the EURion Constellation on banknotes

Markus Kuhn:
Photoshop CS Adds Banknote Image Detection, Blocking?:

These little yellow, green or orange 1 mm large circles have been on European banknotes for many years. I found them on German marks, British pounds and the euro notes. In the US, they showed up only very recently on the new 20$ bill. On some notes like the euro, the circles are blatantly obvious, whereas on others the artists carefully integrated them into their design. On the 20 pound note, they appear as “notes” in an unlikely short music score, in the old German 50 mark note, they are neatly embedded into the background pattern, and in the new 20 dollar bill, they are used as the 0 of all the yellow 20 number printed across the note. The constellation are probably detected by the fact that the squares of the distances of the circles are integer multiples of the smallest one.

I have later been told that this scheme was invented by Omron and that the circle patter also encodes the issuing bank.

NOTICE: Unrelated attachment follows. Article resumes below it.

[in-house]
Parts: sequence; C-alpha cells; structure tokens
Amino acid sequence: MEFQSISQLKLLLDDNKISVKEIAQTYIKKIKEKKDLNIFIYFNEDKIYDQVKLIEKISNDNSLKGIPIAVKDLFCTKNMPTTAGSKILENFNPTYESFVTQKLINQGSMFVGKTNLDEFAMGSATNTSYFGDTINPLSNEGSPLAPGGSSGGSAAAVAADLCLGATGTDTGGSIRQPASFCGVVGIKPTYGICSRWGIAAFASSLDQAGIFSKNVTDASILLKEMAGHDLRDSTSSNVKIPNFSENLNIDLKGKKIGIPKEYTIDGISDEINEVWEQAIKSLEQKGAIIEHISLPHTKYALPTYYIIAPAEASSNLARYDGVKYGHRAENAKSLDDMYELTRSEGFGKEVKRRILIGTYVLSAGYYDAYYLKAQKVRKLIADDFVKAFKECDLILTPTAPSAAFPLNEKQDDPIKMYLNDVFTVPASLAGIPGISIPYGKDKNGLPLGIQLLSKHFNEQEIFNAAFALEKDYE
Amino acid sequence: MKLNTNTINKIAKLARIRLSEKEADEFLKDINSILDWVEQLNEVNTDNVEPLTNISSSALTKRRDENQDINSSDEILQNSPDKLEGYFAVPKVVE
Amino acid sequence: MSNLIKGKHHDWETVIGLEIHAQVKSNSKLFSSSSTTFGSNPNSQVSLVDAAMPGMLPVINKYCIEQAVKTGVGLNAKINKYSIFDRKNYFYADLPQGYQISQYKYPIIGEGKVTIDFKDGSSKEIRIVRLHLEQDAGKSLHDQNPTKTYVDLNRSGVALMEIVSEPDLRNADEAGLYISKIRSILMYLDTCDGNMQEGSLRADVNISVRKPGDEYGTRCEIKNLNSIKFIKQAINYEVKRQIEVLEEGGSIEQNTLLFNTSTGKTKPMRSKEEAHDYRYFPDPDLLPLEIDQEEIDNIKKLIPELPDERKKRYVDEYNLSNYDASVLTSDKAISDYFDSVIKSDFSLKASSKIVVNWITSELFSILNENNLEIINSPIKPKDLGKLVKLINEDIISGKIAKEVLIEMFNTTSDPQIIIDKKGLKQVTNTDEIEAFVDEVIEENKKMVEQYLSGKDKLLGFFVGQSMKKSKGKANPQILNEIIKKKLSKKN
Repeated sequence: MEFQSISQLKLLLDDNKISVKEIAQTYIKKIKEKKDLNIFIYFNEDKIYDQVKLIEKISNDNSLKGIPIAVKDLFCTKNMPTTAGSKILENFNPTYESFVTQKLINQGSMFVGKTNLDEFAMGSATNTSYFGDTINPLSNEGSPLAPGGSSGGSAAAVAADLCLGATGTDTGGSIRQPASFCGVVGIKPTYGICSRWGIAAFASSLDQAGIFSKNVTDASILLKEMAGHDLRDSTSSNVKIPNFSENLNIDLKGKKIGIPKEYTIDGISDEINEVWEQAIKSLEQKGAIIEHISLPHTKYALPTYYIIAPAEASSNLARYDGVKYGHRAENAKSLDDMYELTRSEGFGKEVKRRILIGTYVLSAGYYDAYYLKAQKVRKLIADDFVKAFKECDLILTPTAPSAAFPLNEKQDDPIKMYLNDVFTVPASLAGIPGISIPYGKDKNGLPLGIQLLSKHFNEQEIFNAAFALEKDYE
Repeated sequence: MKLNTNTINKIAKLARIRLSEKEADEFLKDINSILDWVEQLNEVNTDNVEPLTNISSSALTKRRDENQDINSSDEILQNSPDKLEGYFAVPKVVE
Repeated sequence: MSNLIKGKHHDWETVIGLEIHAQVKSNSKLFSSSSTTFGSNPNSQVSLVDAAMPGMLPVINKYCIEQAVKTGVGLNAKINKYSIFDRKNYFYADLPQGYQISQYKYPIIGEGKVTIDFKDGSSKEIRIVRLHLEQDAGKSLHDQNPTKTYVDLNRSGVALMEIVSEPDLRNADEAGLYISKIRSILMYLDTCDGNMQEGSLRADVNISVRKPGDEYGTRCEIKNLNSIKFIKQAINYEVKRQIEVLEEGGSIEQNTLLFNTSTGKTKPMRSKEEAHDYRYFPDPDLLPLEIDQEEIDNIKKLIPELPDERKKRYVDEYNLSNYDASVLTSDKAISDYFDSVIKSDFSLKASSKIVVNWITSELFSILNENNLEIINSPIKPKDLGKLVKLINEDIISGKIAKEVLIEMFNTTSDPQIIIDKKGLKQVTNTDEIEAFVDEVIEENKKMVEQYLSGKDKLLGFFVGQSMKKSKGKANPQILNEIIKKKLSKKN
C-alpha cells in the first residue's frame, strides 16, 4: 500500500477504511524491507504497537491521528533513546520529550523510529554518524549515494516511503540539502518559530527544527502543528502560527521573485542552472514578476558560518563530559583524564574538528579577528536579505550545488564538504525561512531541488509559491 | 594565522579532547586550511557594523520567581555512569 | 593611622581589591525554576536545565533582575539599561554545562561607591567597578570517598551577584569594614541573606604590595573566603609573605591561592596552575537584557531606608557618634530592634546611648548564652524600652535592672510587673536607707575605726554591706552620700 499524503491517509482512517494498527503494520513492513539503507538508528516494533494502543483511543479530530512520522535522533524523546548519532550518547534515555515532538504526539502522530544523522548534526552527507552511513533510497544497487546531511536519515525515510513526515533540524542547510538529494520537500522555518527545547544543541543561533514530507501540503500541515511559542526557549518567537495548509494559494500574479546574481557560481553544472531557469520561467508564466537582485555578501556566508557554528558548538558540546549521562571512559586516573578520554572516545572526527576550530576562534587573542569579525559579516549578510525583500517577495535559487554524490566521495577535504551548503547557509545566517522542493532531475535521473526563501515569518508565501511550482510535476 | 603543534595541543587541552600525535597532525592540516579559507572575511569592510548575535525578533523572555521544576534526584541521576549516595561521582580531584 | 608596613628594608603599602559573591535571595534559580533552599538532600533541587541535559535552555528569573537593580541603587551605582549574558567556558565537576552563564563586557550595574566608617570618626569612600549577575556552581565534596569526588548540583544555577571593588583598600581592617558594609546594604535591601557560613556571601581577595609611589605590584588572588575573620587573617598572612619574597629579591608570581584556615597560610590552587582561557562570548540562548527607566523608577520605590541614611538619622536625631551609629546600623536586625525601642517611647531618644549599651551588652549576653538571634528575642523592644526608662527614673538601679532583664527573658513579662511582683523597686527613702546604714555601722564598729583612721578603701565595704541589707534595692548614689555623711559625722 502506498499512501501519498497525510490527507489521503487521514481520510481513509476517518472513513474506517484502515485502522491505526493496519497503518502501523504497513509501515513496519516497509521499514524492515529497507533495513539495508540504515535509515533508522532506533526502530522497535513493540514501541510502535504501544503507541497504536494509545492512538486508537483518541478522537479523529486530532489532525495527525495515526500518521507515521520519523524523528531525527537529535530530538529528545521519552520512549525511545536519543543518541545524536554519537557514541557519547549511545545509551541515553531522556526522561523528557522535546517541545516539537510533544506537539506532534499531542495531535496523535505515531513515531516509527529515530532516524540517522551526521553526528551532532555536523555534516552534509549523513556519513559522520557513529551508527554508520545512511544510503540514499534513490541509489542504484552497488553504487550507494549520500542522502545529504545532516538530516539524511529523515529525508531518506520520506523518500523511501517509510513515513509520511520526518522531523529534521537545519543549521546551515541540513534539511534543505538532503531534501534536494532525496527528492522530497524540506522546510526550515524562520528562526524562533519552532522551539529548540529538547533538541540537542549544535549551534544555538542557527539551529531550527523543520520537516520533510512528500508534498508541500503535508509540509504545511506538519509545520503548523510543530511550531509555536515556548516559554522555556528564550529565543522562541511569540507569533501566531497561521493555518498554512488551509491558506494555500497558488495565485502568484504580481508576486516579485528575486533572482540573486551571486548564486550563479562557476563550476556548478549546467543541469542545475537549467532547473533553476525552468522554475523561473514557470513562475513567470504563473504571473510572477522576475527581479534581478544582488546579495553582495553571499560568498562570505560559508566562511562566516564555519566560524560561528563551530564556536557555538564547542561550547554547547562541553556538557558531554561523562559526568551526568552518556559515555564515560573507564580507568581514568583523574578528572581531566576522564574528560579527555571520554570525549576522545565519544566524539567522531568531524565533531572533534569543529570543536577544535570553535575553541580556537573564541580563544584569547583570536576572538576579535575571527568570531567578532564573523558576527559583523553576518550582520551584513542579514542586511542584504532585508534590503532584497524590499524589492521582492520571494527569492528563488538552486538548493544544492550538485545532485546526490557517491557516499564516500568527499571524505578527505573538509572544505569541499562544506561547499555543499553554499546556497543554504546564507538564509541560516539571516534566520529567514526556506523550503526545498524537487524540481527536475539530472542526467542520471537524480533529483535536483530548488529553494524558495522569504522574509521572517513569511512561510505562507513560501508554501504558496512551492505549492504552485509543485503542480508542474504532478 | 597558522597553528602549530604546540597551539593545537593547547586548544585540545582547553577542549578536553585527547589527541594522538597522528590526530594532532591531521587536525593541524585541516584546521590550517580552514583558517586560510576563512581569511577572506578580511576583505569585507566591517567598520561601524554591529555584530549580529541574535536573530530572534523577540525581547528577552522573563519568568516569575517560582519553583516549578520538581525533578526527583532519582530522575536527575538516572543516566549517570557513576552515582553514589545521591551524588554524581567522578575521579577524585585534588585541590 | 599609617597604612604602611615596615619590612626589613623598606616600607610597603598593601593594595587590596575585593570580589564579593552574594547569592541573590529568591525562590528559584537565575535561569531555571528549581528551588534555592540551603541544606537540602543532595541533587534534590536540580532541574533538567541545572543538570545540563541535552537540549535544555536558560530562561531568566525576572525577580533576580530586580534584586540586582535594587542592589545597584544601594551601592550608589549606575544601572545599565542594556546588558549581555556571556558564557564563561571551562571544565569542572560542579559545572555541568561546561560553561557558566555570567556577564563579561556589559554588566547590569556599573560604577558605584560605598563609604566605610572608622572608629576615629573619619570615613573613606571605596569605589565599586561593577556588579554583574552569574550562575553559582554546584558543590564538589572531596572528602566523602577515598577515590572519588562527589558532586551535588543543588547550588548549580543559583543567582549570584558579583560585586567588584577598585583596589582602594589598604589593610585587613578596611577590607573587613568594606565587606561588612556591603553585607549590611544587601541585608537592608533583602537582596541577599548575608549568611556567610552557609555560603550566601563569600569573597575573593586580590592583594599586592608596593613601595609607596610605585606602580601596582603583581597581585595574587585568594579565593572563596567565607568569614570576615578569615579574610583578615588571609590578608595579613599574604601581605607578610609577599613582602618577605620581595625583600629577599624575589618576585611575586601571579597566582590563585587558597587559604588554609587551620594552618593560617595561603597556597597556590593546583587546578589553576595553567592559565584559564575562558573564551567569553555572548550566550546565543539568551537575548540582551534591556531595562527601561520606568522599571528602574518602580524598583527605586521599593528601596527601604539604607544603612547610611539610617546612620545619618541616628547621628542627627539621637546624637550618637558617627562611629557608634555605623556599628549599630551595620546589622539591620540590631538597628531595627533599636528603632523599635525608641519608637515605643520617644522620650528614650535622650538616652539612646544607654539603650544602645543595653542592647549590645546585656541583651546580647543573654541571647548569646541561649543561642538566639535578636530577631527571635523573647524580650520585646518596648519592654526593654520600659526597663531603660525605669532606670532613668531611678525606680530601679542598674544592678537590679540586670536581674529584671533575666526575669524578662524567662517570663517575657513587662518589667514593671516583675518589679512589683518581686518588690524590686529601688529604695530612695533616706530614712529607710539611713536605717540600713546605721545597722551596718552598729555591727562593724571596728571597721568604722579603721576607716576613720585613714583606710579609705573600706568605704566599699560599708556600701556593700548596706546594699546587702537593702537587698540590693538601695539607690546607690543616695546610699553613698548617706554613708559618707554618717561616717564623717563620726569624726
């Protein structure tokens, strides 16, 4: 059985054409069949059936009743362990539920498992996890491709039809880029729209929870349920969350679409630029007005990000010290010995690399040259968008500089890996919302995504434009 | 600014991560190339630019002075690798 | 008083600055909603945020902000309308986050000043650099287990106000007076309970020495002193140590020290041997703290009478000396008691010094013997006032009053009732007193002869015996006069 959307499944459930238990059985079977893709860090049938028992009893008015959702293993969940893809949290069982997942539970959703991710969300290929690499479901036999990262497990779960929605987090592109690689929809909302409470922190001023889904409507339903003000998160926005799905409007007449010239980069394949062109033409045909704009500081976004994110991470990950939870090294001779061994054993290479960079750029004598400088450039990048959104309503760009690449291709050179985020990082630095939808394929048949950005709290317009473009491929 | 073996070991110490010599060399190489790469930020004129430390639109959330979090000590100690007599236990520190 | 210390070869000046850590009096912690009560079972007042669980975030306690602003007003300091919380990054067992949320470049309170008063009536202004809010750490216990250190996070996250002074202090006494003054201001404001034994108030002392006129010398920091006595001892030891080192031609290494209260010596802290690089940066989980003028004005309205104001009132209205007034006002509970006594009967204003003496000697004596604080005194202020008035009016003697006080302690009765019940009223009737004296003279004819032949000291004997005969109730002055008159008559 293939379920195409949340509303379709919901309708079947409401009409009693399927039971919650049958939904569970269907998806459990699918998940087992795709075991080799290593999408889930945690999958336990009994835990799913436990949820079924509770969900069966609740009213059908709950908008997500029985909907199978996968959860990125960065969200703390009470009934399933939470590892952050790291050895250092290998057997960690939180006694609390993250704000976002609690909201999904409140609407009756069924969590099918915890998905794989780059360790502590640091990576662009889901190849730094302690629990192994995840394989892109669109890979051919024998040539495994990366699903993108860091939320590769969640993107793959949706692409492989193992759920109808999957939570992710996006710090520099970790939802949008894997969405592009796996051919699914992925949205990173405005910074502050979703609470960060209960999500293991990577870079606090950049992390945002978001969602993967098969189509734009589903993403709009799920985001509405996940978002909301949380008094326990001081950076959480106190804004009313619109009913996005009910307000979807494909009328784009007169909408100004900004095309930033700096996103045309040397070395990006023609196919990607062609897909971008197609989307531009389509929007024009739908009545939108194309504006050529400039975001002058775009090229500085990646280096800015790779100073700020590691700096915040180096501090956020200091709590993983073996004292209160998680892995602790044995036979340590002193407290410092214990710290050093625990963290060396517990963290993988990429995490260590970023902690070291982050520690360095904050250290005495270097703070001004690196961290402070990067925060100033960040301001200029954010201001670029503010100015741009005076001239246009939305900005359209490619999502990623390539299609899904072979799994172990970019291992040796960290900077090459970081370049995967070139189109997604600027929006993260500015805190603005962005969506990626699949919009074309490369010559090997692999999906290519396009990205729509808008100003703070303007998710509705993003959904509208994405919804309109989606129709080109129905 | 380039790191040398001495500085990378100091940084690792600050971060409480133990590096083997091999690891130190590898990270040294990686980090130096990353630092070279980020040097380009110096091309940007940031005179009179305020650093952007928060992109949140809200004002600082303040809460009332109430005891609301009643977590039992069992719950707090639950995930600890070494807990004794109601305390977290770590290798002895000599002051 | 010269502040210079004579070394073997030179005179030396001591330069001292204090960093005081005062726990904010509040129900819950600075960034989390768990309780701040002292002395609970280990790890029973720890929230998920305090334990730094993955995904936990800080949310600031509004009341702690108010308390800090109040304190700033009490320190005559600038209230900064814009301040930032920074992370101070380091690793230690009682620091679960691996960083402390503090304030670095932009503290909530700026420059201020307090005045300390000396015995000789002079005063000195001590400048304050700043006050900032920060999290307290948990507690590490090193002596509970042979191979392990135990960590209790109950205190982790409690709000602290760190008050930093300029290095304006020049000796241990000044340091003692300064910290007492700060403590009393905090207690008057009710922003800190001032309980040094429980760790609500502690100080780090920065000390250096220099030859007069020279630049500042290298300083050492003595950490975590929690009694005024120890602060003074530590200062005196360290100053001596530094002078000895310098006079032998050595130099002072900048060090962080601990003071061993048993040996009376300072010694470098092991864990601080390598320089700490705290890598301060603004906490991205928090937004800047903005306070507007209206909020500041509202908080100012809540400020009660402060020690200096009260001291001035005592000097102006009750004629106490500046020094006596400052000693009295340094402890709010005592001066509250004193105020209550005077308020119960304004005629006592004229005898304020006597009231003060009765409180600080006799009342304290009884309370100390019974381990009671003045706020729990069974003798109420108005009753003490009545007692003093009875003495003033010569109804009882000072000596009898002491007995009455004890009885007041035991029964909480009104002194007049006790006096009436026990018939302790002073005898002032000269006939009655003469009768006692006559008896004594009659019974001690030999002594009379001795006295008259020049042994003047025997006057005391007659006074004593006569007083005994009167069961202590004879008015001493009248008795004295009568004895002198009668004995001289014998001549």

[via Ed Felten:
Freedom to Tinker: Photoshop and Currency]

Meanwhile, here is a bad trend. From

The other disturbing part about this revelation is that Adobe admits that they don’t even know how the blocking software works. They were given the code
by the Central Bank Counterfeit Deterrence Group without details on how it works or what it really does. In other words, the software could do a lot more than blocking images of currency. I doubt it really does at this point – but the fact that they would simply dump in a software component that they don’t know what it’s really doing, and then not tell customers about it is a bit disturbing.

There are useful legal links (in eight languages) at
site run by the European Central Bank.

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